Show simple item record

dc.contributor.authorGaston, Michele A. ( )
dc.contributor.authorFujii, Akiko ( )
dc.contributor.authorWeckerly, Floyd W. ( Orcid Icon 0000-0002-6669-9817 )
dc.contributor.authorForstner, Michael R. J. ( )
dc.date.accessioned2021-08-09T13:40:12Z
dc.date.available2021-08-09T13:40:12Z
dc.date.issued2010-04-09
dc.identifier.citationGaston, M. A., Fuji, A., Weckerly, F. W., & Forstner, M. R. J. (2010). Potential component Allee effects and their impact on wetland management in the conservation of endangered anurans. PLoS One, 5(4), e10102.en_US
dc.identifier.issn1932-6203
dc.identifier.urihttps://digital.library.txstate.edu/handle/10877/14239
dc.description.abstractEffective management of wetland quantity and quality is crucial for effective conservation of declining amphibian populations. In particular, frogs and toads that employ aggregative breeding strategies may suffer negative population impacts in response to changes in availability of aquatic breeding habitat, including overabundance of suitable habitat, if density of conspecifics attending aggregations is positively correlated with reproductive success. Here we document such a positive relationship, potentially the first example of a component Allee effect in an anuran, in the critically endangered Houston toad (Bufo houstonensis). We assessed the relationship between mean yearly chorus size and reproductive success of males at the pond level using an information theoretic model selection approach and a two-sample t-test. The chosen model contained the single variable of mean yearly chorus size to predict probability of reproduction, as selected using the Akaike Information Criterion corrected for small sample size and Akaike weight. Mean chorus sizes were significantly higher among ponds exhibiting evidence of reproduction than in those that showed no evidence of reproduction. Our results suggest that chorusing alone is a poor proxy for inference of population stability and highlight a need for reassessment of widely-used amphibian monitoring protocols. Further, amphibian conservation efforts should account for potential Allee effects in order to optimize benefits and avoid underestimating critical population thresholds, particularly in species exhibiting rapid population declines.en_US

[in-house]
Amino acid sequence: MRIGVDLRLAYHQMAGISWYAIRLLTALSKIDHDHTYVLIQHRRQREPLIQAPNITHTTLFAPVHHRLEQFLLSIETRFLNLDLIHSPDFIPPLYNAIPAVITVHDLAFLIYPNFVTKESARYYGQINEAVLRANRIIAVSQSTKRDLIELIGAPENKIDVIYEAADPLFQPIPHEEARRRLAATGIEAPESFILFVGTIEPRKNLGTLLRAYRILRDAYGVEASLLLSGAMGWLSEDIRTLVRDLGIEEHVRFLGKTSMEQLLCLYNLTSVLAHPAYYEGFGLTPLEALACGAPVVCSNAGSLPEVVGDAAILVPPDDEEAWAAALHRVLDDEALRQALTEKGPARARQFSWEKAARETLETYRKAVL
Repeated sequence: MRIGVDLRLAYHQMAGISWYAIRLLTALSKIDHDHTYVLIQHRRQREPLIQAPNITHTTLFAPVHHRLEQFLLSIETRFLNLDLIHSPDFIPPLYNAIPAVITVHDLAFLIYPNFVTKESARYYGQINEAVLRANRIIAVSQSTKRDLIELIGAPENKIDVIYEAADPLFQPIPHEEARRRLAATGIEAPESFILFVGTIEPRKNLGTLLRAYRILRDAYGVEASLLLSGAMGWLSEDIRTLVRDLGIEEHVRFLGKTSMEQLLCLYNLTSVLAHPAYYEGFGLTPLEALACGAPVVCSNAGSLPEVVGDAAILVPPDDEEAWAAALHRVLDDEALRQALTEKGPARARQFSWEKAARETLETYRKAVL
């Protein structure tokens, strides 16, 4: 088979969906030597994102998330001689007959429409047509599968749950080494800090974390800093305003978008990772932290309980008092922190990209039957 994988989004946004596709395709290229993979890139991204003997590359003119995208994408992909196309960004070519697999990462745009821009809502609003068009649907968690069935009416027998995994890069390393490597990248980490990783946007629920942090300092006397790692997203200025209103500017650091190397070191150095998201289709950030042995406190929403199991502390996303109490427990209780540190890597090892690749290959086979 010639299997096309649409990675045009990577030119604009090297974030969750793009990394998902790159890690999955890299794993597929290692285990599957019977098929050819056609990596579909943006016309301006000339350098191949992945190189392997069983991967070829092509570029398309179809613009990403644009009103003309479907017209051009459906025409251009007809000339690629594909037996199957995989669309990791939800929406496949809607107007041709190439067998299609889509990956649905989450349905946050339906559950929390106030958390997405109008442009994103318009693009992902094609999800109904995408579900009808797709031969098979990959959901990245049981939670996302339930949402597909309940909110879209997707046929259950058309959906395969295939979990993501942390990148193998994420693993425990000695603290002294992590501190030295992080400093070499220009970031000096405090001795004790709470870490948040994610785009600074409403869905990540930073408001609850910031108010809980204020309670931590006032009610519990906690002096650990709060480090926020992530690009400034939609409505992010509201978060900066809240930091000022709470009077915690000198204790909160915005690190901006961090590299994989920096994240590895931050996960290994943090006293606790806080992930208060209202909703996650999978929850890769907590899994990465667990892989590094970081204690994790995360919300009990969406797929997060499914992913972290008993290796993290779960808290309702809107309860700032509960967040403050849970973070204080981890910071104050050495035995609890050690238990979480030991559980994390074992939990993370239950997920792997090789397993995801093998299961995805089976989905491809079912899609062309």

dc.formatText
dc.format.extent6 pages
dc.format.medium1 file (.pdf)
dc.language.isoenen_US
dc.publisherPublic Library of Scienceen_US
dc.sourcePLoS One, 2010, Vol. 5, No. 4, Article e10102.
dc.subjectPondsen_US
dc.subjectAllee effecten_US
dc.subjectToadsen_US
dc.subjectAnimal sexual behavioren_US
dc.subjectAmphibiansen_US
dc.subjectEggsen_US
dc.subjectAcousticsen_US
dc.subjectTadpolesen_US
dc.titlePotential Component Allee Effects and Their Impact on Wetland Management in the Conservation of Endangered Anuransen_US
dc.typepublishedVersion
txstate.documenttypeArticle
dc.rights.holder© 2010 Gaston et al.
dc.identifier.doihttps://doi.org/10.1371/journal.pone.0010102
dc.rights.licenseCreative Commons License
This work is licensed under a Creative Commons Attribution 4.0 International License.
dc.description.departmentBiology


Download

Thumbnail

This item appears in the following Collection(s)

Show simple item record